“I don’t think he’s gotten enough credit,’’ Van Gundy said of what the coach has done in Miami. “People look at their talent and discount the job that he has done. I don’t think there’s a better coach now in the NBA. It’s time for him to get his due.’’
Asked to clarify, Van Gundy didn’t say Spoelstra is the best coach in the NBA. But he said there are five or six guys at the top and Spoelstra is one.
“I think he’s a good friend,’’ Spoelstra, who is 230-132 in his five Heat seasons, cracked when told what Van Gundy had said. “Stan I go way back. Thanks, Stan. That’s what makes him awesome.’’
Spoelstra supporters point to how he helped keep the Heat afloat during the playoffs last season. They became the first NBA team to fall behind in three series before winning a title.
The Heat were down 2-1 to Indiana before winning a key Game 4 on the road and eventually claiming the Eastern Conference semifinal 4-2. They were down 3-2 to Boston in the Eastern finals before surviving with two straight victories. And they trailed the Thunder 1-0 in the Finals 1-0 before winning four straight.
“He did an unbelievable job of guiding his team through some rough spots,’’ D’Antoni said.
Spoelstra has had success with the Heat while not being afraid to change his approach. During his first year with the Big Three and for most of his second season, he used a traditional center even though it hampered the Heat offensively.
Spoelstra in last June’s Finals moved Bosh, who had been the starting power forward, to center. Spoelstra, who says he plays “position-less’’ ball with the Heat, has continued to utilize that strategy this season even though Bosh hasn’t always been enthralled with playing center.
“It takes a lot of strength and character to be able to handle the (talent-laden Heat),” Battier said of Spoelstra’s coaching. “He looks at his team’s performance from an objective standpoint. What’s real and what works. . . . That’s the most difficult thing to do as a coach is put your players in positions to use their talents to the best of their abilities. It’s a skill not all coaches have.’’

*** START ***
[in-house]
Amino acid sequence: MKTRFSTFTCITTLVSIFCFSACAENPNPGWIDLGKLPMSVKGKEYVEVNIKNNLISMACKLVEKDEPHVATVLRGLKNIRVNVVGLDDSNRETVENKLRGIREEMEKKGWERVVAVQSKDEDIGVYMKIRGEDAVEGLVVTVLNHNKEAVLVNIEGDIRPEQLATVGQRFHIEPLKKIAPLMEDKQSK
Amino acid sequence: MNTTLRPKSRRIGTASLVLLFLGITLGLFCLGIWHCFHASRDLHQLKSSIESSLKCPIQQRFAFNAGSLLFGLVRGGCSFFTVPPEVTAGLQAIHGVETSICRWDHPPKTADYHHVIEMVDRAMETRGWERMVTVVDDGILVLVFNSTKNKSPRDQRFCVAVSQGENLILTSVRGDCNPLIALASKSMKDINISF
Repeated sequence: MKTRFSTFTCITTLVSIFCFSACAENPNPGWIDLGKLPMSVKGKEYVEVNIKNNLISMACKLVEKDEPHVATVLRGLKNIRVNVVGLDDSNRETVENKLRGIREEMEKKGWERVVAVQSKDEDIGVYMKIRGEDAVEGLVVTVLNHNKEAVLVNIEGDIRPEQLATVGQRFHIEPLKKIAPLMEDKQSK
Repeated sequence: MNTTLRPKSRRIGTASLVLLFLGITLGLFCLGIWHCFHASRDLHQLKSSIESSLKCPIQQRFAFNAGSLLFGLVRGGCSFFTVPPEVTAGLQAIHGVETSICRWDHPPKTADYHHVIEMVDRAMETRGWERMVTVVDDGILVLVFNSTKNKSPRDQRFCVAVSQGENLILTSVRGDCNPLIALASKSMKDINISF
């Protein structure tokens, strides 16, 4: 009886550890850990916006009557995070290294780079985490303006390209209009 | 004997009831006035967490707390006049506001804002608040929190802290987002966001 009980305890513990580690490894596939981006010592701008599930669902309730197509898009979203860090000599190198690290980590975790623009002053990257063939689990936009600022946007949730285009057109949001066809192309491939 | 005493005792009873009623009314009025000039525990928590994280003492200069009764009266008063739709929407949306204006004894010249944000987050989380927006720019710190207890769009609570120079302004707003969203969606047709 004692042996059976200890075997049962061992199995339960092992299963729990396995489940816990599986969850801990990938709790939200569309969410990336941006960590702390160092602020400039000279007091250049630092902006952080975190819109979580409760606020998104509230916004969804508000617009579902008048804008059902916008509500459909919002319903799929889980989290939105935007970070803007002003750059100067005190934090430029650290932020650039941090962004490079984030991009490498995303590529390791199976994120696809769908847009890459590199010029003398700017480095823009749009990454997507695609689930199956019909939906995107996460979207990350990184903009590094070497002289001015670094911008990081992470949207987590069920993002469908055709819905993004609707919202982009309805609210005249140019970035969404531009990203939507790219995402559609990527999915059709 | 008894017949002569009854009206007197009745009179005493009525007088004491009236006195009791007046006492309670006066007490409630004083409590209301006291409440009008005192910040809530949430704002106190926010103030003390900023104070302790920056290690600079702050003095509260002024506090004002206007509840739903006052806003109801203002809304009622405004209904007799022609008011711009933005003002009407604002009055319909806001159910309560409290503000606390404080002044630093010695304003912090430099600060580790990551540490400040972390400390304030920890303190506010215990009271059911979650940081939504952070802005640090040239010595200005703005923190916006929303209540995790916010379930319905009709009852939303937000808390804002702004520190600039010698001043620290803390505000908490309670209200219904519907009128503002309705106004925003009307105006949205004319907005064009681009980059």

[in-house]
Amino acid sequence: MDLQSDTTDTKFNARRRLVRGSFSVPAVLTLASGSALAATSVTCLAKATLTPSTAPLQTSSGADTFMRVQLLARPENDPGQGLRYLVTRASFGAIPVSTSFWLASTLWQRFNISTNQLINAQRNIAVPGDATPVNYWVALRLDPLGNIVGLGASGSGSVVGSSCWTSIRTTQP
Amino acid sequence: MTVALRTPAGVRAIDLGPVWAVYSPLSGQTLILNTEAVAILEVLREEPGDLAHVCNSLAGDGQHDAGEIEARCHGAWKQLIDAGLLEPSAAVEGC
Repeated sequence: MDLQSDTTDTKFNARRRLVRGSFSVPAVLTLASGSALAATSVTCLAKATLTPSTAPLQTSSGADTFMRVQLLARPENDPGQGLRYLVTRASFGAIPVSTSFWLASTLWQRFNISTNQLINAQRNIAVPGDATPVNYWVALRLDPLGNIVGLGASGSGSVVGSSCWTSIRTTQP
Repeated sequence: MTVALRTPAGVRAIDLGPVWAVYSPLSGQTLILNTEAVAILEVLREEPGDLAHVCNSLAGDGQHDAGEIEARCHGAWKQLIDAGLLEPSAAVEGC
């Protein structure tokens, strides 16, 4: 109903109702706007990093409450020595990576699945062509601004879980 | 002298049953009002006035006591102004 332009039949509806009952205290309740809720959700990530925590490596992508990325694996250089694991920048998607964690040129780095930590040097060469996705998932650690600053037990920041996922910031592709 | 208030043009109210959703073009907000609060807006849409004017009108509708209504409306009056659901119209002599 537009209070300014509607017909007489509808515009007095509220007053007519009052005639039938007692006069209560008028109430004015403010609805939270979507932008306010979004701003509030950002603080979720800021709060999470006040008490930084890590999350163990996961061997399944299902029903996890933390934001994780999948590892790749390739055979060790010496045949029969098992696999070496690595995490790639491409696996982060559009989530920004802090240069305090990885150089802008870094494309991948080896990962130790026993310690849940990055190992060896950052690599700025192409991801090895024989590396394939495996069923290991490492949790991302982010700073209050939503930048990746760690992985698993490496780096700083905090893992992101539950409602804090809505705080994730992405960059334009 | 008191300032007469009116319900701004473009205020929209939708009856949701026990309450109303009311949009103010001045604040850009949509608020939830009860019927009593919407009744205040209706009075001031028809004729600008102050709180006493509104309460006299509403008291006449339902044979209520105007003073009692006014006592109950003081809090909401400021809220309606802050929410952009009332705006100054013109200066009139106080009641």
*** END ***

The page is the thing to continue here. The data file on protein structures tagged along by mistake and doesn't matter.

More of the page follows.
James, for instance, hasn’t always liked playing power forward. But Spoelstra uses him plenty in that role because he knows the 6-foot-8, 250-pound James can overpower foes inside.
James has become more versatile under Spoelstra. Going inside and out, he’s now playing the best ball of his career.
“Without Spo, we’re not in the position that we’ve been in the last three years,’’ said James, vying this season to win his second straight MVP award and fourth in his career. “Spo spearheads (the Heat’s recent success). He puts us in position offensively; he challenges us defensively. And, as players, we try to go out and execute that. But it starts with him, and then it trickles down to everybody else. Everybody is always fascinated with what the players do, but you got have a captain of the ship to kind of set up everything, and he’s great.’’
As for Spoelstra, not always getting his due, a guy who knows a bit about that says it might not be all that bad.
“I know how that is,’’ said Bosh, often regarded as the third wheel on the Heat despite being an eight-time All-Star. “After all is said and done, you look at the body of work and then everybody will make their opinions (about Spoelstra). You’re always a lot better after you’re done or further down the line. So I think right now it’s good for him (not getting a lot of recognition) to keep that hunger. It keeps that fire going, and you use it as fuel.’’
Spoelstra always can see the path taking by another coach who didn’t earn immediate respect.
“Gregg Popovich probably didn’t get his due,’’ Portland coach Terry Stotts said about the San Antonio coach who won his first crown in 1999 with the star-studded duo of David Robinson and Tim Duncan. “It took a while before people recognized him, and he was doing a great job before that.’’ 
Popovich now has four titles and is truly a legend. Popovich will be the West coach in the All-Star Game and just might be Spoelstra’s foe in the Finals this June.
Chris Tomasson can be reached at or on Twitter @christomasson